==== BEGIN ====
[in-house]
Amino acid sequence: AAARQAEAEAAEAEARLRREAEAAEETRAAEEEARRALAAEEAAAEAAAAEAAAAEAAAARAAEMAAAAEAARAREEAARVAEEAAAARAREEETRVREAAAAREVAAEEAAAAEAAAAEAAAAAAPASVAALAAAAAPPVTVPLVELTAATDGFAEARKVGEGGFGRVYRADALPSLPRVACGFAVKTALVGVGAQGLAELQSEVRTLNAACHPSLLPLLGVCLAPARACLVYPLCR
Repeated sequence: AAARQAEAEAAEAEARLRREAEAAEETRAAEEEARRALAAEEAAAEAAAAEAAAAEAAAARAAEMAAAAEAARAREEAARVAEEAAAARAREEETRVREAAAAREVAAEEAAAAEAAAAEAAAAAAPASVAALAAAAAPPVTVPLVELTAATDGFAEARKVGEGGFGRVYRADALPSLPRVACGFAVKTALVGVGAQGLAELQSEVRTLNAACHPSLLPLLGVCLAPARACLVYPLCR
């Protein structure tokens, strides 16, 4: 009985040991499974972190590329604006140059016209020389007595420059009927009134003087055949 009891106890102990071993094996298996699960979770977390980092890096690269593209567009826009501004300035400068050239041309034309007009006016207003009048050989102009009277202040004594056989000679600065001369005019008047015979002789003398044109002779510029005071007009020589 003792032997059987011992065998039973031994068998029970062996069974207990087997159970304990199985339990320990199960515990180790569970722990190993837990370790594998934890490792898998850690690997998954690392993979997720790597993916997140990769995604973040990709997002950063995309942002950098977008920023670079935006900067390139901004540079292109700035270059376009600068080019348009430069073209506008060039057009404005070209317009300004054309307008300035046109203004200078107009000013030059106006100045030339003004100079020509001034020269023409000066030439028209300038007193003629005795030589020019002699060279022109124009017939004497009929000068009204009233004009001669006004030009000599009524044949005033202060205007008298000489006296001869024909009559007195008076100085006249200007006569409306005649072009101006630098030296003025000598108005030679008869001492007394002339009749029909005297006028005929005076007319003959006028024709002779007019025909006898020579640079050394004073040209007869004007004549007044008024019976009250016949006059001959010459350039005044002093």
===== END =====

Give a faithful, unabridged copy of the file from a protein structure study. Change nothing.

[in-house]
Amino acid sequence: AAARQAEAEAAEAEARLRREAEAAEETRAAEEEARRALAAEEAAAEAAAAEAAAAEAAAARAAEMAAAAEAARAREEAARVAEEAAAARAREEETRVREAAAAREVAAEEAAAAEAAAAEAAAAAAPASVAALAAAAAPPVTVPLVELTAATDGFAEARKVGEGGFGRVYRADALPSLPRVACGFAVKTALVGVGAQGLAELQSEVRTLNAACHPSLLPLLGVCLAPARACLVYPLCR
Repeated sequence: AAARQAEAEAAEAEARLRREAEAAEETRAAEEEARRALAAEEAAAEAAAAEAAAAEAAAARAAEMAAAAEAARAREEAARVAEEAAAARAREEETRVREAAAAREVAAEEAAAAEAAAAEAAAAAAPASVAALAAAAAPPVTVPLVELTAATDGFAEARKVGEGGFGRVYRADALPSLPRVACGFAVKTALVGVGAQGLAELQSEVRTLNAACHPSLLPLLGVCLAPARACLVYPLCR
């Protein structure tokens, strides 16, 4: 009985040991499974972190590329604006140059016209020389007595420059009927009134003087055949 009891106890102990071993094996298996699960979770977390980092890096690269593209567009826009501004300035400068050239041309034309007009006016207003009048050989102009009277202040004594056989000679600065001369005019008047015979002789003398044109002779510029005071007009020589 003792032997059987011992065998039973031994068998029970062996069974207990087997159970304990199985339990320990199960515990180790569970722990190993837990370790594998934890490792898998850690690997998954690392993979997720790597993916997140990769995604973040990709997002950063995309942002950098977008920023670079935006900067390139901004540079292109700035270059376009600068080019348009430069073209506008060039057009404005070209317009300004054309307008300035046109203004200078107009000013030059106006100045030339003004100079020509001034020269023409000066030439028209300038007193003629005795030589020019002699060279022109124009017939004497009929000068009204009233004009001669006004030009000599009524044949005033202060205007008298000489006296001869024909009559007195008076100085006249200007006569409306005649072009101006630098030296003025000598108005030679008869001492007394002339009749029909005297006028005929005076007319003959006028024709002779007019025909006898020579640079050394004073040209007869004007004549007044008024019976009250016949006059001959010459350039005044002093």